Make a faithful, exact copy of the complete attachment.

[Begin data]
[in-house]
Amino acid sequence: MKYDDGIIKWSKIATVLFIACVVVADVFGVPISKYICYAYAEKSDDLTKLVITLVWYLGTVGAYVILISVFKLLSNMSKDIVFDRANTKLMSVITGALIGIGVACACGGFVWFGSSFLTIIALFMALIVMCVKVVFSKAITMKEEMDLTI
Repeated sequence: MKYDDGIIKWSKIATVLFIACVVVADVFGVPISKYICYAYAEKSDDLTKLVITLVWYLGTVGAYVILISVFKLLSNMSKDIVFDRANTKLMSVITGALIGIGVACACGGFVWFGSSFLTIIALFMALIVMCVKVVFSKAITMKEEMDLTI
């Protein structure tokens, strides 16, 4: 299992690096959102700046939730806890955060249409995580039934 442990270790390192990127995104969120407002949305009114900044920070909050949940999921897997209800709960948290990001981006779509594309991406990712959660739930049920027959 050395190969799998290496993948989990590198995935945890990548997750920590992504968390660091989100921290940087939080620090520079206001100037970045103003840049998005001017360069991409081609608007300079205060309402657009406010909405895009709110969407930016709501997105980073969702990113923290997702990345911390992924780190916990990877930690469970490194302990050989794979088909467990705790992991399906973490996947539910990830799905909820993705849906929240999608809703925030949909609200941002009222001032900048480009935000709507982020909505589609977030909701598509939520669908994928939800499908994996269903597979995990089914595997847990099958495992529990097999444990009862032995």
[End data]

[in-house]
Amino acid sequence: MKYDDGIIKWSKIATVLFIACVVVADVFGVPISKYICYAYAEKSDDLTKLVITLVWYLGTVGAYVILISVFKLLSNMSKDIVFDRANTKLMSVITGALIGIGVACACGGFVWFGSSFLTIIALFMALIVMCVKVVFSKAITMKEEMDLTI
Repeated sequence: MKYDDGIIKWSKIATVLFIACVVVADVFGVPISKYICYAYAEKSDDLTKLVITLVWYLGTVGAYVILISVFKLLSNMSKDIVFDRANTKLMSVITGALIGIGVACACGGFVWFGSSFLTIIALFMALIVMCVKVVFSKAITMKEEMDLTI
């Protein structure tokens, strides 16, 4: 299992690096959102700046939730806890955060249409995580039934 442990270790390192990127995104969120407002949305009114900044920070909050949940999921897997209800709960948290990001981006779509594309991406990712959660739930049920027959 050395190969799998290496993948989990590198995935945890990548997750920590992504968390660091989100921290940087939080620090520079206001100037970045103003840049998005001017360069991409081609608007300079205060309402657009406010909405895009709110969407930016709501997105980073969702990113923290997702990345911390992924780190916990990877930690469970490194302990050989794979088909467990705790992991399906973490996947539910990830799905909820993705849906929240999608809703925030949909609200941002009222001032900048480009935000709507982020909505589609977030909701598509939520669908994928939800499908994996269903597979995990089914595997847990099958495992529990097999444990009862032995």